SASS vs SCSS: What Are Differences

When it comes to front-end web development, cascading style sheets (CSS) are the backbone of styling web pages. However, writing and maintaining CSS for large and complex projects can be a daunting task. That’s where pre-processors like SASS and SCSS come into play.

In this article, we will explore the differences and similarities between SASS and SCSS to help you decide which one is the right choice for your next project.

What is SASS

SASS, which stands for Syntactically Awesome Style Sheets, was one of the first CSS pre-processors to gain popularity. It was created by Hampton Catlin in 2006 and later extended by Natalie Weizenbaum. SASS uses indentation and relies on significant whitespace to define nested selectors and properties. SASS files have the .sass extension.

Here’s an example of Sass syntax:

$primary-color: #ff0000

  width: 100%
    background-color: $primary-color

What is SCSS

On the other hand, SCSS, short for Sassy CSS, is a CSS extension that has the same SASS features but uses similar syntax to CSS. It is a superset of CSS, meaning that any valid CSS code is also valid SCSS code. SCSS files use the file extension .scss.

Here is the previous example written in SCSS syntax:

$primary-color: #ff0000;

.container {
  width: 100%;
  .box {
    background-color: $primary-color;

SASS vs. SCSS | What Are Differences

Both SCSS and SASS offer the same core features and functionality. The main difference is their syntax. SCSS uses CSS similar syntax introduced in Sass version 3 and is designed to be a superset of CSS. This means that any valid CSS code is also a valid SCSS code. On the other hand, SASS uses an indentation-based syntax. However, these two preprocessors must be converted to a CSS file before they can be used in an HTML file.

SASS vs. SCSS: Which One to Choose?

The decision between SASS and SCSS ultimately comes down to personal preference and project requirements. Here are some factors to consider:

  • Existing Familiarity: If you’re already comfortable with CSS, SCSS might be the better choice as it closely resembles the CSS syntax.
  • Readability: SASS’s whitespace-based syntax often leads to more readable and elegant code, while SCSS’s similarity to CSS can make it easier for larger teams to collaborate.
  • Community and Support: Both SASS and SCSS have large and active communities with extensive documentation and third-party tools.
  • Integration: Consider the tools and frameworks you’re using. Some might have better integration with one of the preprocessors.
  • Legacy Projects: If you’re working on an older project, it’s worth checking if there are any existing stylesheets in one of the formats.

In practice, many developers choose SCSS due to its CSS-like syntax, making it easier to onboard team members and integrate into existing projects. However, if you prefer a more concise and visually appealing syntax, SASS could be the way to go.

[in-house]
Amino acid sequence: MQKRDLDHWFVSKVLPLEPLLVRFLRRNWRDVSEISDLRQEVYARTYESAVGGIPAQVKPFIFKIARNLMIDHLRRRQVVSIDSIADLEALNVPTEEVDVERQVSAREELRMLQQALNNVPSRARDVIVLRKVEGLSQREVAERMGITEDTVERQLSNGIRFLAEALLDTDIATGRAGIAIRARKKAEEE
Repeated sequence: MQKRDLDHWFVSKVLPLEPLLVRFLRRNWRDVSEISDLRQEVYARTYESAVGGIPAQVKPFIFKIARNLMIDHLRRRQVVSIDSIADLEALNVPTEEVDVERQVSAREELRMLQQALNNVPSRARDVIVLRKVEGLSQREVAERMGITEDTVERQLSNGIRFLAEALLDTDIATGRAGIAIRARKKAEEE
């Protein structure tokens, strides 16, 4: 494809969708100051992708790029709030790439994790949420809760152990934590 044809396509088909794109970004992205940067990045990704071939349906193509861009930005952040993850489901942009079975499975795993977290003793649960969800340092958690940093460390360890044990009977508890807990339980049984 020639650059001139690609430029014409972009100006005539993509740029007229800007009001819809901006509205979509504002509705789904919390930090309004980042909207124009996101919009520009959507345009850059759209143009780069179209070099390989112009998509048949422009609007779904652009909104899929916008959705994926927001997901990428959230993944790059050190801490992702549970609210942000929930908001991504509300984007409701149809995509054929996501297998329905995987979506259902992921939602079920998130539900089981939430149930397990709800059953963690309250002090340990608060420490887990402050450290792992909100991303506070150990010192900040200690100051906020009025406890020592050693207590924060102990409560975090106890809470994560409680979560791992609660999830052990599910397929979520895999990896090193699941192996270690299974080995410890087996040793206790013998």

Features of Sass and SCSS

Sass (Syntactically Awesome Style Sheets) and SCSS (Sassy CSS) provide additional features to CSS. Here are some key features of Sass and SCSS:

  • Variables: Sass and SCSS allow to define variables to store and reuse values throughout your stylesheets.
  • Nesting: With Sass and SCSS, you can nest your CSS selectors within one another. It reflects the HTML structure.
  • Mixins: Mixins allow to define reusable sets of CSS declarations and include them wherever needed. They are similar to functions in programming and can accept arguments to customize their behavior.
  • Inheritance: Sass and SCSS support inheritance through the use of the @extend directive. It allows to share styles from one selector to another
  • Operators and calculations: Sass and SCSS provide arithmetic operators like +, -, *, /, etc., which can be used for calculations within your stylesheets.
  • Partials and imports: Sass and SCSS allow to break your stylesheets into smaller, modular files called partials. These files start with an underscore (_) and can be imported into other Sass/SCSS files using the @import directive.
  • Control directives: Sass and SCSS provide control directives like @if, @for, and @each. They allow to conditionally apply styles or loop over lists or ranges.
  • Comments: Sass and SCSS support both single-line (//) and multi-line (/* */) comments.


To sum up, SASS and SCSS are a preprocessor scripting language that is compiled into CSS. It introduces a number of features and enhancements over regular CSS, such as variables, mixins, nested selectors, and more. SCSS is the newer syntax introduced in Sass version 3 and it’s designed to be a superset of CSS. On the other hand, SASS use indention-based syntax.

If you learn more on SASS, you can check the following articles:

Thank you for reading.

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